Find your local Parish

Use this service to find information about your Parish.
The PARISH.UK Network provides a wide range of data for all Civil Parishes in England and Wales.

Find my Parish

What is a Parish Council?

A Parish Council is a civic local authority and is the lowest tier of government. Only England and Wales have Parish Councils as part of their civic local authority structure.

Parish Councils are elected corporate bodies that have powers to implement variable tax raises and are responsible for an area known as a civic parish.

There are approximately 16 million people served by Parish Councils in the UK.

Names of Parish Councils can vary. Whilst most commonly called a Parish Council, their names often include Town Council, Village Council, Community Council or Neighbourhood Council.

The role and responsibilities are the same irrespective of the name and the size of the area covered by the Parish Council.


View contact details for each Parish Council, including current councillors, precept data and election results.


View educational establishments in each Parish. Data includes OFSTED rating and current appointed governors.


Business directory listing local businesses operating within each Parish.


View recent planning applications submitted for each Parish.


Price paid data for all property sold in each Parish since 2018. Includes average prices for each property type.


Local heritage sites, historic churches, heritage pubs plus local heritage initiatives for each Parish.

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Duties and Powers

Duty to provide facilities
Allotments, duty to consider providing allotment gardens if demand unsatisfied.
Power to provide facilities
Buildings for community use, such as village halls, town halls or community centres
Recreational facilities, such as parks, playgrounds, playing fields and swimming baths.
Cemeteries and crematoria, including maintenance of war memorials.
Public facilities, such as litter bins, public seats, public toilets and public clocks.
Cycle and motorcycle parking.
Maintenance of rights of way.
Guardianship of common land, such as village greens.
Consultative powers
All planning applications in their areas.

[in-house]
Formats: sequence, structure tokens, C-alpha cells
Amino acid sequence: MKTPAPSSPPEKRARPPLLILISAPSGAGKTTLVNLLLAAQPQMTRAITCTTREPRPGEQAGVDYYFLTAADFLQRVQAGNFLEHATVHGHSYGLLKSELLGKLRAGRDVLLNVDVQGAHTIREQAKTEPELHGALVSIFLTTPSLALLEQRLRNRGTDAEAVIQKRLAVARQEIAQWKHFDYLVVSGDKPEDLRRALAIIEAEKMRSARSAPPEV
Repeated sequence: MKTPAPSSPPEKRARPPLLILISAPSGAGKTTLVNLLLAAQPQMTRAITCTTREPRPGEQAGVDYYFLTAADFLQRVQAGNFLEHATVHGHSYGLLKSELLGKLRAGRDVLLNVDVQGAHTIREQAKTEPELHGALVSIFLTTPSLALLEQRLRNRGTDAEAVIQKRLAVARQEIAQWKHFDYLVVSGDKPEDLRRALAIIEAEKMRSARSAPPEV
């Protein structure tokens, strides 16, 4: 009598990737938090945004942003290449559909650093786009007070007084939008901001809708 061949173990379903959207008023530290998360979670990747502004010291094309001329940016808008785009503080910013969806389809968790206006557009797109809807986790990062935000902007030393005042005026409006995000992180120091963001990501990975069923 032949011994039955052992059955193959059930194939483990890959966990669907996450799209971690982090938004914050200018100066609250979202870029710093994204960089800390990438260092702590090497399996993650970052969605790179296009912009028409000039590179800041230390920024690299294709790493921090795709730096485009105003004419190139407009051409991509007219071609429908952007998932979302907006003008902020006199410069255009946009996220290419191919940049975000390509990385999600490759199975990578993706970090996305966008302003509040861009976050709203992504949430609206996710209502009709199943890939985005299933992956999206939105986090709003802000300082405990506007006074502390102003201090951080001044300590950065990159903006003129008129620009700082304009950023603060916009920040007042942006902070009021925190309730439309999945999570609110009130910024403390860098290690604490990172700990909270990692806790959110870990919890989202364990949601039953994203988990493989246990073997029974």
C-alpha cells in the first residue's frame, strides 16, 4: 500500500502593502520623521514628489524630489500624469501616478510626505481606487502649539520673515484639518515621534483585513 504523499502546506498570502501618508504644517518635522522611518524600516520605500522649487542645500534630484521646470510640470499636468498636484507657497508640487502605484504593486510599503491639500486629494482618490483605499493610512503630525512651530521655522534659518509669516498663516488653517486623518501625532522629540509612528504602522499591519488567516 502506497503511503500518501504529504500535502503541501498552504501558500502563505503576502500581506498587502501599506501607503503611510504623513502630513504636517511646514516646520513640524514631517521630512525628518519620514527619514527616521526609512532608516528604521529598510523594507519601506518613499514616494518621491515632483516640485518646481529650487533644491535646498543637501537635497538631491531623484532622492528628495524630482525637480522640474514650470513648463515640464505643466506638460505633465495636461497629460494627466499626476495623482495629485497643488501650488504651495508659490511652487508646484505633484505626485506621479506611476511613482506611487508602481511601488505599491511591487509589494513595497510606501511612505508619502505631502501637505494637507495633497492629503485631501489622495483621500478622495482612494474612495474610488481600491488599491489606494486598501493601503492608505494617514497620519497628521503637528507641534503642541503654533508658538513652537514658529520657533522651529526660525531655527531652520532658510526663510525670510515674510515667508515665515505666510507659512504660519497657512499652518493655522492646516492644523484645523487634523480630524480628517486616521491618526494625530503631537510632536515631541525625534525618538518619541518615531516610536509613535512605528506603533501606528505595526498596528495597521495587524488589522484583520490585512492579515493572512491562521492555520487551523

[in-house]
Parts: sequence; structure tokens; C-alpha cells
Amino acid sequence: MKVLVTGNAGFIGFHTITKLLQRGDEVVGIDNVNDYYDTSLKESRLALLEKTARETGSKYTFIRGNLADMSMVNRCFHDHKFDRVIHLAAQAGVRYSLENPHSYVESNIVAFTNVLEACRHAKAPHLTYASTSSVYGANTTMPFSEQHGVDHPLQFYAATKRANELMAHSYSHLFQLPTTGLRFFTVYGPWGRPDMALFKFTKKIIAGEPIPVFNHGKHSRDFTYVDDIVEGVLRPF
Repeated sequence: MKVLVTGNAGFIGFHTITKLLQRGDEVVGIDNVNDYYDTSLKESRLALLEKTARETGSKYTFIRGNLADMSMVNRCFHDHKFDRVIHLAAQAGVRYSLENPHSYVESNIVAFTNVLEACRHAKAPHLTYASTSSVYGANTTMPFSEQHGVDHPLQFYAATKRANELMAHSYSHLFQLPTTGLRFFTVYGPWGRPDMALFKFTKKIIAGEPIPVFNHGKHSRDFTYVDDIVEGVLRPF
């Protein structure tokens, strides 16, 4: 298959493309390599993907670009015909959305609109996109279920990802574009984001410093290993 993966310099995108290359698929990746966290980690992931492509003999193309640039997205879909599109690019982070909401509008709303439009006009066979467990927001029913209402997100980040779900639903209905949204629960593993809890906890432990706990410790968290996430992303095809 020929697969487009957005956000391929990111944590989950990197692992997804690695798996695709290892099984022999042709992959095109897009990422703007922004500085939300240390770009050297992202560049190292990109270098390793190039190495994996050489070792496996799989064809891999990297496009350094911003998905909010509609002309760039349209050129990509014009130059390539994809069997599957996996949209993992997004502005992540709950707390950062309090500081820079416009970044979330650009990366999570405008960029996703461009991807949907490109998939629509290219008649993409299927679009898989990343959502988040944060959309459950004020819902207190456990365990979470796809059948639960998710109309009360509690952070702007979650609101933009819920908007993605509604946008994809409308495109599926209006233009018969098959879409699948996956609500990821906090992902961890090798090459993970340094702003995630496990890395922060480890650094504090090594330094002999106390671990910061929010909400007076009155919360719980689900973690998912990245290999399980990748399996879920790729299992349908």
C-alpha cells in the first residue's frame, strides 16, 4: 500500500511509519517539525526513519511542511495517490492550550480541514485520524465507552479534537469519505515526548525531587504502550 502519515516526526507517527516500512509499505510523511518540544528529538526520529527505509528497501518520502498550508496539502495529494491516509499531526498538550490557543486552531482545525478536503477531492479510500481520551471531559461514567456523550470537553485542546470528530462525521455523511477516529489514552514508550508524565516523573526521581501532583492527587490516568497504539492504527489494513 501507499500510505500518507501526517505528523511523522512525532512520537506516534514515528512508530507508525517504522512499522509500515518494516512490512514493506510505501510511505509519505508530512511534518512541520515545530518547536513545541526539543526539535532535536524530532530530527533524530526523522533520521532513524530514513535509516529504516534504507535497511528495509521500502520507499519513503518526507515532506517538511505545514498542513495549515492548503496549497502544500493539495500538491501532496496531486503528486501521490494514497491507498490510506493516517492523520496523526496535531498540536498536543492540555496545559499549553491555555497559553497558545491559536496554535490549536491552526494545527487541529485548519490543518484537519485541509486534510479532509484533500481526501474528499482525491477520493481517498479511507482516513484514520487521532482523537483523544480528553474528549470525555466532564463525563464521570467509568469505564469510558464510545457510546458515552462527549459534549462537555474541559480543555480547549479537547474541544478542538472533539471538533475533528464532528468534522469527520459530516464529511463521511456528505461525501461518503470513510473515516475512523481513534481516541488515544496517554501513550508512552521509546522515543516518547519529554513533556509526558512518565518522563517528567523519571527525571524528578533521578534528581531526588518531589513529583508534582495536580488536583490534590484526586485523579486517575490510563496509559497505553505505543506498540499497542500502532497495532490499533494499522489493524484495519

Intention to provide a burial ground in the parish.
Proposals to carry out sewerage works.
Footpath and bridleway (more generally, 'rights of way') surveys.
Intention to make byelaws in relation to hackney carriages, music and dancing, promenades, sea shore and street naming.
The appointment of governors of primary schools.
Miscellaneous power
Miscellaneous powers
Sponsoring public events.
Support of the arts and provision of entertainment.
Encouragement of tourism.
Providing grants to local voluntary organisations.
Funding crime prevention measures.
Providing grants for bus services, and funding community transport schemes.
Contribution of money towards traffic calming schemes.
Cleaning and drainage of ponds, watercourses and ditches.
Power to obtain water from any well, spring or stream.
Creation of a neighbourhood plan.
Power to acquire or dispose of land.
Withholding of consent to stop up unclassified highways and footpaths.
Appointing trustees of local charities.
Power to make byelaws in regard to pleasure grounds, cycle parks, baths and washhouses, open spaces and burial grounds, and mortuaries and post-mortem rooms.
General power of competence

Under the Localism Act 2011 eligible parish councils can be granted a "general power of competence" (GPC) which allows them within certain limits the freedom to do anything an individual can do provided it is not prohibited by other legislation, as opposed to being limited to the powers explicitly granted to them by law. To be eligible for this a parish council must meet certain conditions, such as at least two-thirds of the councillors being elected as opposed to being co-opted or appointed, and having a clerk with suitable qualifications.

In principle the GPC can allow councils to engage in a range of activities such as setting up a trading company or co-operative to lend or invest money, run a local shop, post office or energy company. Or allow it to contribute towards the provision of a service by another authority.


If you are a member of a Parish Council and you have a question, idea or suggestion relating to the provision of this service, you can contact the PARISH.UK team.